Woven Silk thumbnail 1
Not currently on display at the V&A

Woven Silk

1550-1600 (made)
Artist/Maker
Place Of Origin

This is an example of the most prestigious type of Ottoman silk textile. It is known in Turkish as a seraser, indicating that the cloth is faced 'from end to end' by expensive gold or silver thread. Here the silver ground has a striking pattern of roundels worked in red and green and set in staggered rows. The realistic cypress and rose-buds help to date this piece. They were introduced in the 1550s, so this textile must have been made after that time.


object details
Categories
Object Type
Materials and Techniques
Woven silk, the ground faced with wefts of metal thread
Brief Description
Fragment of silk with metal thread, decorated with roundels formed of cypress- and rosebud-motifs, Turkey (probably Bursa), 1550-1600.
Physical Description
Fragment of silk with metal thread, decorated with roundels formed of cypress- and rosebud-motifs, Turkey (probably Bursa), 1550-1600.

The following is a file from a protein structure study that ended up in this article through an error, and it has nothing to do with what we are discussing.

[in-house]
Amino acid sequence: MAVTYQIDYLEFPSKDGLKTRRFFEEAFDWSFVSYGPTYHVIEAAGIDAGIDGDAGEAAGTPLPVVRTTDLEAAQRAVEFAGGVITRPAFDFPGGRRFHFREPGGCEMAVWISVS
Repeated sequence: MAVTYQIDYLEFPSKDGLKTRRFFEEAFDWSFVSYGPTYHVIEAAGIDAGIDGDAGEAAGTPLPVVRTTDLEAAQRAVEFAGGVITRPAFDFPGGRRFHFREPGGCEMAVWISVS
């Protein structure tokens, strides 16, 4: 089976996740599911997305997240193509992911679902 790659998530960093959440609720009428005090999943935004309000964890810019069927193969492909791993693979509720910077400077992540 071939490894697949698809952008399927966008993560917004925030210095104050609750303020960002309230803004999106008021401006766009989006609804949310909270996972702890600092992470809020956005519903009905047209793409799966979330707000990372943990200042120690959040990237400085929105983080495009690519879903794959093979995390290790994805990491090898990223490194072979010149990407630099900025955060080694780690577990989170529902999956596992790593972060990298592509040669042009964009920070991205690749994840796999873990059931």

Dimensions
  • Length: 128.5cm
  • Width: 72.5cm
  • Weight: 4.6kg
including backboard
Style
Marks and Inscriptions
Gallery Label
Jameel Gallery Cloth of Silver Turkey, probably Bursa 1550-1600 The lavish use of silver-wrapped thread in the weft of this piece is a feature of seraser fabrics, the most highly prized of all Ottoman textiles. The design - staggered roundels filled with stylised cypress trees alternating with rose buds - is a rare variation on the usual repetition of medallions. Silk and metal-wrapped thread in taqueté weave Museum no. 835-1904(2006-2012)
Summary
This is an example of the most prestigious type of Ottoman silk textile. It is known in Turkish as a seraser, indicating that the cloth is faced 'from end to end' by expensive gold or silver thread. Here the silver ground has a striking pattern of roundels worked in red and green and set in staggered rows. The realistic cypress and rose-buds help to date this piece. They were introduced in the 1550s, so this textile must have been made after that time.
Bibliographic References
  • Nurhan Atasoy and others, Ipek: The Crescent & the Rose. Imperial Ottoman Silks and Velvets, London: Azimuth Editions, 2001, figs 90/B/i and 110.
  • Tim Stanley (ed.), with Mariam Rosser-Owen and Stephen Vernoit, Palace and Mosque: Islamic Art from the Middle East, London, V&A Publications, 2004pp.58, 64
Collection
Accession Number
835-1904

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record createdFebruary 4, 2003
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